The problem: Cassava, a root crop which looks like a large sweet potato, is one of the most widely grown agricultural commodities in Africa. It is also one of the continent’s least industrialised crops.
The reason for the low levels of cassava processing is because the skin of the root contains cyanide. Once the root has been removed from the ground, it needs to be processed (or at least peeled) within 48 hours, before the skin will start to poison the rest of the crop. Poor transport infrastructure in rural areas makes it difficult to get harvested cassava from small-scale farmers to urban factories within the available time frame. Few people have also invested in countryside factories.
The opportunity: Cassava roots can be processed into a variety of products, including cassava flour, starch, ethanol and glucose syrup. Cassava flour is gluten-free, which opens up opportunities in the health and wellness market.
According to Roland Decorvet, CEO of PhilAfrica Foods, a pan-African food company headquartered in South Africa, cassava processing is one of the biggest opportunities in the continent’s agribusiness industry.
He says Covid-19 has forced food producers to reconsider their supply chains, with a greater focus on local supply. “I will give the example of tapioca, which is a starch extracted from the roots of the cassava plant, and used in some processed meat products. South African meat processing companies import most of their tapioca from Thailand. However, it takes two to three months for the product to arrive from Thailand, which ties up a lot of working capital. A crisis such as Covid can very quickly jeopardise your supply chain if your only supplier is 10,000 kilometres away. PhilAfrica produces tapioca in Mozambique, and we are already seeing a lot of demand for this product from South African food producers. It only takes a day to get the product from Mozambique to South Africa, instead of a month on the ship from Thailand. In a continent such as Africa, where so much is being imported, I believe there is going to be a greater focus on local procurement, processing and supply,” he explains.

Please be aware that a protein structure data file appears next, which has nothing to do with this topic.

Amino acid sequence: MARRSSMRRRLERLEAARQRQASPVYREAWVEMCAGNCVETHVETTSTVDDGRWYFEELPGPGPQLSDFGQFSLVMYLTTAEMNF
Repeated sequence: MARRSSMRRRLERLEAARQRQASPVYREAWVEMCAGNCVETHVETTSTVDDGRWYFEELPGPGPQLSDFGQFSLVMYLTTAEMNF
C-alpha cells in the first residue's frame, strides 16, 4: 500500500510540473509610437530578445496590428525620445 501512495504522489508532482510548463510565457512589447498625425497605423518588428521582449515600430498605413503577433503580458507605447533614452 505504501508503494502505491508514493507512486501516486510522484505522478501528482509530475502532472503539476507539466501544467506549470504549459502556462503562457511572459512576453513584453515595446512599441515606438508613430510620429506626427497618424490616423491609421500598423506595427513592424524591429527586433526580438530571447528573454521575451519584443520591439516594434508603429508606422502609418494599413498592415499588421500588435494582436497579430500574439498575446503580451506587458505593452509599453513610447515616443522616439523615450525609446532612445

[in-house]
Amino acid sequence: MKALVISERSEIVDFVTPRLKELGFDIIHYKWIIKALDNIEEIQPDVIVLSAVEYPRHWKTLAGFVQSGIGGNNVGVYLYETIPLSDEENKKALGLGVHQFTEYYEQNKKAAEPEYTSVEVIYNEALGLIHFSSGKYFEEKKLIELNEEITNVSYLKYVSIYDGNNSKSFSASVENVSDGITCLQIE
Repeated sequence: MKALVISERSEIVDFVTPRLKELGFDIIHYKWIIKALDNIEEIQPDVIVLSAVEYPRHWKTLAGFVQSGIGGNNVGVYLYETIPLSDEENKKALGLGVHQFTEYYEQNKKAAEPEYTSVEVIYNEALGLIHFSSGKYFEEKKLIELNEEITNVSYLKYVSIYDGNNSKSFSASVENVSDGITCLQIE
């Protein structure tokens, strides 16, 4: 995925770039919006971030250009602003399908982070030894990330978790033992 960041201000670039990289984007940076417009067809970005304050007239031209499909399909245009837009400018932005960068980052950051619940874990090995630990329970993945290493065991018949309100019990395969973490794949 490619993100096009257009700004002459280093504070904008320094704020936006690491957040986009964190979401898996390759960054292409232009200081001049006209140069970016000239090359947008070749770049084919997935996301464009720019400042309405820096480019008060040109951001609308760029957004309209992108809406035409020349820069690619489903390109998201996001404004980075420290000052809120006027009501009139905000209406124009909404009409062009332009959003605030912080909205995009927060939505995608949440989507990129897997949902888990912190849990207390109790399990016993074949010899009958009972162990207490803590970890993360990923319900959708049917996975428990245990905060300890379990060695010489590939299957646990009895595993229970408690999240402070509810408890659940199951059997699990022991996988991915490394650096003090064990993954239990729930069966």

Decorvet adds that many African countries are not self-sufficient in terms of starch production, and therefore import maize from places such as the US and Brazil. “That’s crazy because countries in sub-Saharan Africa have enough starch in the form of cassava.”
Who is taking advantage of this opportunity? To overcome the challenges associated with the industrialisation of cassava, a Dutch company called DADTCO has developed a mobile cassava processing facility that can travel directly to where the crop is grown. This mobile mini-factory enables farmers to process fresh cassava on-farm, or nearby, rather than attempting to transport the crop long distances to a central factory. In 2017, PhilAfrica acquired DADTCO and is currently using the technology in Mozambique and Côte d’Ivoire.
“If the farmers cannot come to the factory because of the nature of the crop, then the factory is coming to the farmer,” Decorvet explains.
There are also a handful of other businesses taking advantage of cassava’s potential: Rwanda’s Kinazi cassava plant produces flour for the export market; Faso Attiéké makes fresh and dried cassava couscous in Burkina Faso; and Gabon’s Tuber’Chips has introduced flavoured cassava crisps.